Robert Mugabe is moving at lightning speed to ensure that his fraudulent re-election as Zimbabwe's president wins the crucial endorsement of fellow African leaders. Hence the decision to race from the coronation ceremony in Zimbabwe – even before the election results are declared – to the African Union summit in Egypt, where the old gambler intends to bounce Africa's leaders into accepting his victory.
If all goes to plan, dissenting voices at the summit will be muffled, enabling Mugabe to return home in glory. Vowing defiance of Western colonialists, this will be the cue to throw paltry and insincere concessions in the direction of Zimbabwe's opposition Movement for Democratic Change, purely for the sake of publicity.
This dismal scenario is not far-fetched. African leaders have proved loath to criticise the guerrilla leader who toppled Ian Smith's white Rhodesia, and feelings of racial and political solidarity have traditionally trumped concerns over Zimbabwe's breathtaking collapse under Mugabe's brutal but cack-handed rule.
Yet there is still hope that this dreadful vision may be confounded, Mugabe deprived of a diplomatic triumph and his iron grip on power shaken. A misplaced instinct for solidarity among African leaders is breaking down, not before time. Kenya's leaders have spoken out against the nonsense of an election in which only one candidate took part and the opposition was driven from the field by terror. Botswana has also made known its deep unhappiness over the state of its neighbour. Pan-African observers of the Zimbabwe election have declined to bless the poll, insisting it was neither free nor fair. Clearly, they were swayed by the defiance of many Zimbabweans who refused to vote, spoiled their ballot papers, or even cast votes for the opposition leader, Morgan Tsvangirai, though he had by then withdrawn as a candidate.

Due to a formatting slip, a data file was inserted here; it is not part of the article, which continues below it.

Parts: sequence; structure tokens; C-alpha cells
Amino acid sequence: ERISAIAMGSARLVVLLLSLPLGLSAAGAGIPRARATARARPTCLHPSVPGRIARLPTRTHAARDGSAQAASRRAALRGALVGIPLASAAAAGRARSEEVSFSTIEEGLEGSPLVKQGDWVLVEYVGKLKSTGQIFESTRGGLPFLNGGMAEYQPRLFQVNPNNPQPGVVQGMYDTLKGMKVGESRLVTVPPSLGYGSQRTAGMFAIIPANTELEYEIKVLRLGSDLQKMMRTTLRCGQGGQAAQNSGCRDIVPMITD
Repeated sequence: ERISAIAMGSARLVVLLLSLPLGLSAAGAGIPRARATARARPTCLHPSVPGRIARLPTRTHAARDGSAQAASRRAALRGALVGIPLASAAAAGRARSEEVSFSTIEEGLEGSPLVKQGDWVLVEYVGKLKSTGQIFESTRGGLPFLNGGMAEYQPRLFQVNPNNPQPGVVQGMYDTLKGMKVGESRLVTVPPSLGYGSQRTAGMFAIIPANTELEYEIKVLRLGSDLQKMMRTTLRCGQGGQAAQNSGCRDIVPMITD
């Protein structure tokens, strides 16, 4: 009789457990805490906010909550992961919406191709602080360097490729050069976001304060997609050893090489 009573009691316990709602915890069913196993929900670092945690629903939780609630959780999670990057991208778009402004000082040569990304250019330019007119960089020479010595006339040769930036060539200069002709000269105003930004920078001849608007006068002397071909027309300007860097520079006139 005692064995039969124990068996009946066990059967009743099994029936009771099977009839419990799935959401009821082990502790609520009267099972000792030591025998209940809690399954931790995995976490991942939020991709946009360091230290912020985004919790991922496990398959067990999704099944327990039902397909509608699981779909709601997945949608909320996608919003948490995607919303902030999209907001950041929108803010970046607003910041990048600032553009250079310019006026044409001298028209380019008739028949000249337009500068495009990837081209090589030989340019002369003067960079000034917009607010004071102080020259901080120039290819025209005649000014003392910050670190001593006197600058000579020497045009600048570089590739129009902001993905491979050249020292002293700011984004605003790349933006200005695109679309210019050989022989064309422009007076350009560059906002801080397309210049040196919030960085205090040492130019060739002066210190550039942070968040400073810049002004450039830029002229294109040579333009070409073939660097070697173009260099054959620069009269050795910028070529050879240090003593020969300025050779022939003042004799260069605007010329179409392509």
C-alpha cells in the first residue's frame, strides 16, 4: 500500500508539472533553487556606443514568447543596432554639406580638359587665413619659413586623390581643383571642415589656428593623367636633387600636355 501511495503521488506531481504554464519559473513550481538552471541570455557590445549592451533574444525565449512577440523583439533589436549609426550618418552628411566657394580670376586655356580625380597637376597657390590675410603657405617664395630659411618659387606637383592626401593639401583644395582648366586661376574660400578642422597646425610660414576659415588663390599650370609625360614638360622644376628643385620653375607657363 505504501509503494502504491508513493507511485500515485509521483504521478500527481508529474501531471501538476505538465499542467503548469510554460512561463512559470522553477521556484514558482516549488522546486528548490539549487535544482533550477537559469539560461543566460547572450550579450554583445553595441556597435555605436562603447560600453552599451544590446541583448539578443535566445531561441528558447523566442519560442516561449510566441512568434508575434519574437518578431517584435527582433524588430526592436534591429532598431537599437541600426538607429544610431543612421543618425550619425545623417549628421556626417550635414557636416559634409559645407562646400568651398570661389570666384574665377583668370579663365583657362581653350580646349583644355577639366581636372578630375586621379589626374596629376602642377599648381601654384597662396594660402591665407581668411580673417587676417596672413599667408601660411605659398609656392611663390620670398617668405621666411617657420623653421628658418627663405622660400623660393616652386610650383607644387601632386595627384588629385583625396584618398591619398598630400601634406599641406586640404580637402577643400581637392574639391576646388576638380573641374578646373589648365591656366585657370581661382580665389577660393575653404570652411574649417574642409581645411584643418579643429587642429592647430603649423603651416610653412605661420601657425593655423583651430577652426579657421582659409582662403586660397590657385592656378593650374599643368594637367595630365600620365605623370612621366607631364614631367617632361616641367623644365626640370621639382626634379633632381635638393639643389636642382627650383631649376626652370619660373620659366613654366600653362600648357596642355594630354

Until now, Mugabe has been able to rely on nods and winks from Thabo Mbeki in South Africa, the only country with real leverage over Zimbabwe. It would be too much to expect a change of heart from Mbeki at this late stage; but sharp criticism of the Mugabe regime from the new ANC leader, Jacob Zuma, as well as from Archbishop Desmond Tutu and, in recent days, from Nelson Mandela, shows that black South Africans no longer feel as bound by ties of loyalty to Zimbabwe's boss as they did. Of course, neither Tutu, Mandela nor Zuma will be attending the African Union summit, so their voices will have no direct impact on discussions. But we must hope the growing chorus of protest against the Harare regime from within Africa itself will have an effect on the deliberations.
This is indeed Africa's moment, for good or ill. If the summit allows the bloodstained charade of Mugabe's election to pass unnoticed, hopes for the continent's democratic development will have been radically set back. Similarly, if the summit denies Mugabe the fig leaf of legitimacy that he craves, his regime will be embarrassed and forced on the defensive.
Resolution of Zimbabwe's crisis is urgent. Discussion of its government as a tyranny often misses the point. This is not an otherwise economically "normal" country, disfigured by a politically repressive regime. It is a country where the economy is collapsing with such terrifying speed that a large proportion of the population faces only two options: flight, or death by starvation. It is still not too late to salvage something of Zimbabwe's vanished prosperity and prevent its further descent into hopeless turmoil. But it depends on Mugabe's speedy exit from the stage. If the Egyptian summiteers disappoint him, that day may come sooner than we think. The African Union must do the right thing.